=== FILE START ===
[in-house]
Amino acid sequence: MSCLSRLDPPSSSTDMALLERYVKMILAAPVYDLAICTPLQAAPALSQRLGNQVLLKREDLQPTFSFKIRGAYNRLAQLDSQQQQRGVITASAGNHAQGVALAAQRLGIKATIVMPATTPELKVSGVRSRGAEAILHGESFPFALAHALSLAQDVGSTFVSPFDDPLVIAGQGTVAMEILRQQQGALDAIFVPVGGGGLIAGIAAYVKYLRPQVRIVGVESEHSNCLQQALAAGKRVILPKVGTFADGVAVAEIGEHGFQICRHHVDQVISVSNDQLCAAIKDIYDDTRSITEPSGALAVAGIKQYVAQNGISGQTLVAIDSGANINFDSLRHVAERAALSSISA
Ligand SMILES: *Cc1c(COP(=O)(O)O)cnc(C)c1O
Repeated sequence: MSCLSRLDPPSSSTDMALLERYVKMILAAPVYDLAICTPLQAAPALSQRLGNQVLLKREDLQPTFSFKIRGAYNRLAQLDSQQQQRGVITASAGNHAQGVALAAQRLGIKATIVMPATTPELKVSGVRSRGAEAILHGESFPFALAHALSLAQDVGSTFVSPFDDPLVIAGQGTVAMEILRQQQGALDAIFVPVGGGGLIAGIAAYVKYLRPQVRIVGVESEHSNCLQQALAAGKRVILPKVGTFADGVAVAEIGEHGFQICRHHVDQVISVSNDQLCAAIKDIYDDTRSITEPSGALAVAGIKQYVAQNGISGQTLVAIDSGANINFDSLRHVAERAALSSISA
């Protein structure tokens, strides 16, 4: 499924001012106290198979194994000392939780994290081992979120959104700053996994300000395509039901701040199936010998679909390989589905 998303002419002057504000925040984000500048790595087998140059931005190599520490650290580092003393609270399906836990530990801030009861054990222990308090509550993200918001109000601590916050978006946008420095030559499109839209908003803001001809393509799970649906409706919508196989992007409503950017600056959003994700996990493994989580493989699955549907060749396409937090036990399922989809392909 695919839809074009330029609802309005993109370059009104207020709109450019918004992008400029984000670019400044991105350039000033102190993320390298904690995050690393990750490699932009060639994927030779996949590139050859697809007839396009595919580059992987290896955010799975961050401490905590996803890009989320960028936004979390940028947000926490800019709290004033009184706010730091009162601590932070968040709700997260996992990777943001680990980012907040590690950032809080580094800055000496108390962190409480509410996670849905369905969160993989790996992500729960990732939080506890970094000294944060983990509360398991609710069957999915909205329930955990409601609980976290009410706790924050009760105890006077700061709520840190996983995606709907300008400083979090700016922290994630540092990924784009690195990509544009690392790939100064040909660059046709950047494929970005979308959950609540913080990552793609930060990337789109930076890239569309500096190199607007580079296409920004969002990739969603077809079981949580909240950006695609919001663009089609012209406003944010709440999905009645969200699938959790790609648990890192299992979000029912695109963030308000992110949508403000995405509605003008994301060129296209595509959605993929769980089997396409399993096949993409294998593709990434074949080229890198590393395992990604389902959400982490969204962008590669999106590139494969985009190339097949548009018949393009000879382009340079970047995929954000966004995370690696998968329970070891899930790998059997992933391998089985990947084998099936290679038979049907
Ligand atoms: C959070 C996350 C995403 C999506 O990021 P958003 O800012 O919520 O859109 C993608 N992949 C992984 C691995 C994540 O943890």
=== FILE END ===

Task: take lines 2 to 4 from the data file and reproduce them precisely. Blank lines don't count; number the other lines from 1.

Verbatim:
Amino acid sequence: MSCLSRLDPPSSSTDMALLERYVKMILAAPVYDLAICTPLQAAPALSQRLGNQVLLKREDLQPTFSFKIRGAYNRLAQLDSQQQQRGVITASAGNHAQGVALAAQRLGIKATIVMPATTPELKVSGVRSRGAEAILHGESFPFALAHALSLAQDVGSTFVSPFDDPLVIAGQGTVAMEILRQQQGALDAIFVPVGGGGLIAGIAAYVKYLRPQVRIVGVESEHSNCLQQALAAGKRVILPKVGTFADGVAVAEIGEHGFQICRHHVDQVISVSNDQLCAAIKDIYDDTRSITEPSGALAVAGIKQYVAQNGISGQTLVAIDSGANINFDSLRHVAERAALSSISA
Ligand SMILES: *Cc1c(COP(=O)(O)O)cnc(C)c1O
Repeated sequence: MSCLSRLDPPSSSTDMALLERYVKMILAAPVYDLAICTPLQAAPALSQRLGNQVLLKREDLQPTFSFKIRGAYNRLAQLDSQQQQRGVITASAGNHAQGVALAAQRLGIKATIVMPATTPELKVSGVRSRGAEAILHGESFPFALAHALSLAQDVGSTFVSPFDDPLVIAGQGTVAMEILRQQQGALDAIFVPVGGGGLIAGIAAYVKYLRPQVRIVGVESEHSNCLQQALAAGKRVILPKVGTFADGVAVAEIGEHGFQICRHHVDQVISVSNDQLCAAIKDIYDDTRSITEPSGALAVAGIKQYVAQNGISGQTLVAIDSGANINFDSLRHVAERAALSSISA